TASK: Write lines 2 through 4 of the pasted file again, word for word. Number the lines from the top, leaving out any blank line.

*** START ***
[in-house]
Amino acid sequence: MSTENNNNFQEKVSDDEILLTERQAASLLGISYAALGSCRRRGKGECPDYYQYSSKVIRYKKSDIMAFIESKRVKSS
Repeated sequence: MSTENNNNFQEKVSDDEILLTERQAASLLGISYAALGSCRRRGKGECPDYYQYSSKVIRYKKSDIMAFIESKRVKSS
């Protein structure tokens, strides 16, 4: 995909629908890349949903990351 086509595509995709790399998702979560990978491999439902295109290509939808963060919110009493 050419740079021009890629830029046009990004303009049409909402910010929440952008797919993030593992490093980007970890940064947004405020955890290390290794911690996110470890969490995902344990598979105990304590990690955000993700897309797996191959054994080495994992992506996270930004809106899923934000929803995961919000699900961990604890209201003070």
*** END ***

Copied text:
Amino acid sequence: MSTENNNNFQEKVSDDEILLTERQAASLLGISYAALGSCRRRGKGECPDYYQYSSKVIRYKKSDIMAFIESKRVKSS
Repeated sequence: MSTENNNNFQEKVSDDEILLTERQAASLLGISYAALGSCRRRGKGECPDYYQYSSKVIRYKKSDIMAFIESKRVKSS
């Protein structure tokens, strides 16, 4: 995909629908890349949903990351 086509595509995709790399998702979560990978491999439902295109290509939808963060919110009493 050419740079021009890629830029046009990004303009049409909402910010929440952008797919993030593992490093980007970890940064947004405020955890290390290794911690996110470890969490995902344990598979105990304590990690955000993700897309797996191959054994080495994992992506996270930004809106899923934000929803995961919000699900961990604890209201003070």